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Krakow was one of the nine European Capitals of Culture (ECoC) in the year 2000. The city, located in southern Poland, has a population of roughly 800 000 inhabitants, making it the third largest city in the country. During the 10th century Krakow became an important commercial center, and during the 11th century it became the capital city of Poland, holding on to that title until 1609. Since being destroyed by Tatar invasions and then being rebuilt the city has not experienced dramatic changes. The Main Market Square has been Krakow’s heart for over 800 years, and it became a UNESCO World Heritage Site in 1978.

Krakow is known as the only city in the world where two Nobel winning writers have lived on a permanent basis. However, it is its dramatic art that the city is most known for. Nowadays Krakow is a very popular tourist destination because of its architecture, vibrant cultural life and numerous festivals. Indeed, in addition to the programmes of local cultural institutions, the city hosts around 50 international and national festivals per year.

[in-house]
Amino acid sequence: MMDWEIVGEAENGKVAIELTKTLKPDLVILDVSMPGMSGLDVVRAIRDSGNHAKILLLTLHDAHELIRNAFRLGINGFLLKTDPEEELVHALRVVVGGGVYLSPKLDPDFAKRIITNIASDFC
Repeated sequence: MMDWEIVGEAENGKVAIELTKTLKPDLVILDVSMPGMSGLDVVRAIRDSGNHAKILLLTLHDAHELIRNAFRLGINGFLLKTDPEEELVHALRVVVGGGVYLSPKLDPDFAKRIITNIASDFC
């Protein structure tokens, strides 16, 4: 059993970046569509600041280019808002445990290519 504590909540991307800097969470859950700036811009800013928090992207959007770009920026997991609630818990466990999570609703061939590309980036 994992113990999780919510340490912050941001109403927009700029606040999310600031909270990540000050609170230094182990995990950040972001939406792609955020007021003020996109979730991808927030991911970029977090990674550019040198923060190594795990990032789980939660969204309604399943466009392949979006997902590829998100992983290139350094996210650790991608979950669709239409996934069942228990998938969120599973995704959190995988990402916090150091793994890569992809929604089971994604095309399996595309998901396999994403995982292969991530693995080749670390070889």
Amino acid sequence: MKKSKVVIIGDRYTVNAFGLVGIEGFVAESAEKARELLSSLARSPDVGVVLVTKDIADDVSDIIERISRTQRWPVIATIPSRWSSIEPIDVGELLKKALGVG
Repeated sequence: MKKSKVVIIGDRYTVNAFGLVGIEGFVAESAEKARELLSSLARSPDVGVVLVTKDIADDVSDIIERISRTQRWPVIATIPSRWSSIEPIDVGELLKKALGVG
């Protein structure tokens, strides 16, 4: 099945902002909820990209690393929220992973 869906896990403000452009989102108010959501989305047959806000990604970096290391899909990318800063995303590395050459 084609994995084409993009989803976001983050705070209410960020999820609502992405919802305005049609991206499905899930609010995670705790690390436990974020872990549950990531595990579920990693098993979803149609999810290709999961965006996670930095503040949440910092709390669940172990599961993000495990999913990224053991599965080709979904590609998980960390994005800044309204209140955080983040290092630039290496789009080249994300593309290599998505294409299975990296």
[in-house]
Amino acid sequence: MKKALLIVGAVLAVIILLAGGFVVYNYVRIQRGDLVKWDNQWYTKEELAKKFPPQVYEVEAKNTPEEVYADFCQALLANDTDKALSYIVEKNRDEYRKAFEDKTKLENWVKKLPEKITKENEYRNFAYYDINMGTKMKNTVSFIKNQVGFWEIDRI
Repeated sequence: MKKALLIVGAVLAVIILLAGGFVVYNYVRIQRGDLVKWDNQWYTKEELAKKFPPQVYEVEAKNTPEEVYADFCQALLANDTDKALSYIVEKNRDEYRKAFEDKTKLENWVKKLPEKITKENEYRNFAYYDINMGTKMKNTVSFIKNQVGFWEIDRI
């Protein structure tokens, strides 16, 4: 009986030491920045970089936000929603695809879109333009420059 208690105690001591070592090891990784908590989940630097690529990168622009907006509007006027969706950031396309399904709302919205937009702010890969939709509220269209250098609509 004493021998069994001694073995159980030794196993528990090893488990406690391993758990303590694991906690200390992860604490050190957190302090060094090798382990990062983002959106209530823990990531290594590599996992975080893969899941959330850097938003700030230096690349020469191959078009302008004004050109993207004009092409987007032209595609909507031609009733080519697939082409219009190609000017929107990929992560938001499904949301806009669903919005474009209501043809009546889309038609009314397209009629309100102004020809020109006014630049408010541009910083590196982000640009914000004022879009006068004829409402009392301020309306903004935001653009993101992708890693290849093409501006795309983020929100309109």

Krakow was an exceptional ECoC in 2000 in the sense that it used its position as ECoC to offer its citizens a Five Years Festival, which included events from the year 1996 until the end of the title year 2000. In 1996 the theme in Krakow was the Year of Film and Theatre, and the festival year included the 5th Festival of the Union of the Theatres of Europe. 1997 was the Year of Poetry and 1998 the Year of Music, while in 1999 the focus was in the preparations for the title year.

During the title year The Festival Office staged over 570 events, including the Rozstaje Festival, the Beethoven Festival and the Seven Traditions Festival, which celebrated important European cultural communities. Krakow managed to arrange an impressive selection of artistic events with a modest budget of €5,8 million from the EU and PLN26 million (around €5,8 million in today’s exchange rate) from the municipal budget. As a long-lasting effect of the ECoC, the boost in tourism numbers for Krakow, from both Poland and abroad, lasted for six years, through 2006.

 

References

European Cities of Culture for the Year 2000: A wealth of urban cultures for celebrating the turn of the century

Direction: cultural capital

Image: Dima Lysenko, pixabay.com